How It All Started

Bob Phillips

The title of this blog was inspired by one of my Spanish professor's at Miami University of Ohio, Dr. Robert Phillips, who died in the e...

Wednesday, December 16, 2015

Coq au Velouté

Note: The Hayes-Bohanans met in French class, when we were Hayes and Bohanan, respectively. Pam went on to some level of competence in the language while James was not a stellar student and was lucky he remembered to switch to the Pass?Fail option just before the deadline. We both gained a lot in the long run though, namely each other, as the New York Times has reported. All of which is to say that I can barely pronounce the title of this blog post, though I did prepare the dish.

Its more pedestrian title in the Tabasco Cookbook is Chicken Hash, but the rich sauce makes that seem like rather an unworthy label. It is a fairly basic hash, except that it is baked with a complicated sauce. In other words, it is a dish with relatively few ingredients that will use every dish in the kitchen.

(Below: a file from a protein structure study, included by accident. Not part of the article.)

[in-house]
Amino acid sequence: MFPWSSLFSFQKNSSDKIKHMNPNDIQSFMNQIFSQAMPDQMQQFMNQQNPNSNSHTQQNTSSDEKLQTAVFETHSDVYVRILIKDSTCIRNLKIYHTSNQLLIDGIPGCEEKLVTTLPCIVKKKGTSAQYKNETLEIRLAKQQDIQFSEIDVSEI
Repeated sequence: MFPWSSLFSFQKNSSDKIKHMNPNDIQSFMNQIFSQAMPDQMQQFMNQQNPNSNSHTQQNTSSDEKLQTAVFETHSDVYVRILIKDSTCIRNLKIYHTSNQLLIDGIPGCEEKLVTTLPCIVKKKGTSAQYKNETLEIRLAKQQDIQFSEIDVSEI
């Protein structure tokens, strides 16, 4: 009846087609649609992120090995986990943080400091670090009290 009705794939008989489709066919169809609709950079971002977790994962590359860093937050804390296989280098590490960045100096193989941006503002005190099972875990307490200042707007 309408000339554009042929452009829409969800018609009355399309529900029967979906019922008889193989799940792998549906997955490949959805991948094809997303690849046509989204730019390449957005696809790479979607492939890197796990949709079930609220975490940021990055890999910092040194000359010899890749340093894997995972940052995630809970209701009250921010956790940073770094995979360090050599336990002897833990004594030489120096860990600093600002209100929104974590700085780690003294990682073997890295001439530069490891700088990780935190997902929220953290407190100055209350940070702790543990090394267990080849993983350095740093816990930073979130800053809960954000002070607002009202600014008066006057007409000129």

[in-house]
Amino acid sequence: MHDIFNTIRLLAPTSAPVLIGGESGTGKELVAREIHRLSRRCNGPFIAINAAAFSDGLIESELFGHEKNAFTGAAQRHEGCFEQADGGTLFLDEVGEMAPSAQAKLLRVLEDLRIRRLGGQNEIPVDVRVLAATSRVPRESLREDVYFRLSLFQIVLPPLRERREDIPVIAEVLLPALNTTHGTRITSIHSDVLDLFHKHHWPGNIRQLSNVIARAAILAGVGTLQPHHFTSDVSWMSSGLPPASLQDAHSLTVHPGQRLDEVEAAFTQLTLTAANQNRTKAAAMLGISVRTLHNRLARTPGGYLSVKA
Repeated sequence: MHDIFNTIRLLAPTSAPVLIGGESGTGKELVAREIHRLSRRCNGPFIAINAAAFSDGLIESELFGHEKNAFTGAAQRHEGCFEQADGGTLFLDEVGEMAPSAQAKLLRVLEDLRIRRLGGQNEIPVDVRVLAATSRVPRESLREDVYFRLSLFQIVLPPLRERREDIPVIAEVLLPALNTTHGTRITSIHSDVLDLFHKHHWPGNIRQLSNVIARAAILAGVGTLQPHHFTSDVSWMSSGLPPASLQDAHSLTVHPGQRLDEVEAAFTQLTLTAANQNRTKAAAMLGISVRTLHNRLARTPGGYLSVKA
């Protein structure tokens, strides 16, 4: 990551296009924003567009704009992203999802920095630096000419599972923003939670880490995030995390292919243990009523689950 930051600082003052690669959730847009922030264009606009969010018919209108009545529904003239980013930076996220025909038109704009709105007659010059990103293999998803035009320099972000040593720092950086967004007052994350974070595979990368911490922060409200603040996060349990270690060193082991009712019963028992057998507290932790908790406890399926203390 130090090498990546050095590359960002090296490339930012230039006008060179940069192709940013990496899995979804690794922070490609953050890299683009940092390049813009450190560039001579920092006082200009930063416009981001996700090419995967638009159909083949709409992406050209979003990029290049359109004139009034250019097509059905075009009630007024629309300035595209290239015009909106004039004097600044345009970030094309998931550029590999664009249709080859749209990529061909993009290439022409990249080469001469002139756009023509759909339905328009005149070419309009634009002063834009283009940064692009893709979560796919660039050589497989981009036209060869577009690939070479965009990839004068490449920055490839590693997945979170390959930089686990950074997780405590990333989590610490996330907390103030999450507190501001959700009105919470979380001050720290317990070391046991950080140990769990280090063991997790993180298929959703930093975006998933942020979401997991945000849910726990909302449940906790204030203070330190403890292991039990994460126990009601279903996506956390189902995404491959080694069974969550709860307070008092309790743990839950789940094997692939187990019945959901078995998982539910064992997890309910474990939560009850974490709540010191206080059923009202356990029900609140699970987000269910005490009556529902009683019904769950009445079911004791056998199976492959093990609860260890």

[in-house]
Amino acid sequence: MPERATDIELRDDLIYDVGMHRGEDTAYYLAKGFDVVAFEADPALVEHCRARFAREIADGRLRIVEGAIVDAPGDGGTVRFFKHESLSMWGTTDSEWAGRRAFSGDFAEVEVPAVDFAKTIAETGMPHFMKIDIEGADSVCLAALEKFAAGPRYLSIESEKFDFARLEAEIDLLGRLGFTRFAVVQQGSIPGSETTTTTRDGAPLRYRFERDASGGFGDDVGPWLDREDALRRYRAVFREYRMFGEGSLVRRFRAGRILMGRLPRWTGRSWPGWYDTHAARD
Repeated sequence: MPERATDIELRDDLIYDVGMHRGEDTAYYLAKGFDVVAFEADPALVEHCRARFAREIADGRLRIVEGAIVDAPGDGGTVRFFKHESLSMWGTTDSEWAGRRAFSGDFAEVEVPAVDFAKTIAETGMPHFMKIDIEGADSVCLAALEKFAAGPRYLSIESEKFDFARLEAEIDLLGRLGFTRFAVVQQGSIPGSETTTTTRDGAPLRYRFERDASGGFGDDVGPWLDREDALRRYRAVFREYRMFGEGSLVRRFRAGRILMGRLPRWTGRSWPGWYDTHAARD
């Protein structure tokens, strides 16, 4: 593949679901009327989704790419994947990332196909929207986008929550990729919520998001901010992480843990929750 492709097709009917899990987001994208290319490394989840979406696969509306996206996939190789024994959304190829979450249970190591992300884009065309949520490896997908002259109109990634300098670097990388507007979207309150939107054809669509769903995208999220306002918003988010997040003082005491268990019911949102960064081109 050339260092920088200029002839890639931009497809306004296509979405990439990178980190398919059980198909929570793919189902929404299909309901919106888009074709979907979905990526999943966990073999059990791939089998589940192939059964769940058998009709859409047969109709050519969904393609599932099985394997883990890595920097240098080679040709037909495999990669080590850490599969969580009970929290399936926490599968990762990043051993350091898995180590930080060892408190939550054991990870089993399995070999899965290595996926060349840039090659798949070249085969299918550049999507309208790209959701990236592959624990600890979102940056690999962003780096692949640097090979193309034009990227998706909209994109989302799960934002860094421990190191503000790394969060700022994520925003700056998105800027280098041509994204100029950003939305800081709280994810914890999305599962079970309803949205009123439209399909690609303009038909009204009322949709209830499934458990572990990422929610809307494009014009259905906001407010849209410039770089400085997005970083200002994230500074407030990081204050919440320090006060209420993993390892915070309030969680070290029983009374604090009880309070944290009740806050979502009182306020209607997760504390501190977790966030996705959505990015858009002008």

A velouté sauce in the book is similar to Emeril's version, except that the good people of McIlhenny call for a bit of their pepper sauce and the use of TWO saucepans. The hash itself simply requires boiling and chopping a couple of chicken breasts and potatoes, and then adding them to sliced mushrooms, chopped onion and yellow bell pepper, and parsley cooked in butter. The velouté  is poured over this and baked.

The result was amazingly delicious for a chilly evening. Sadly, a week has passed by before I got a chance to write, so we are not exactly sure which Malbec we had with it!

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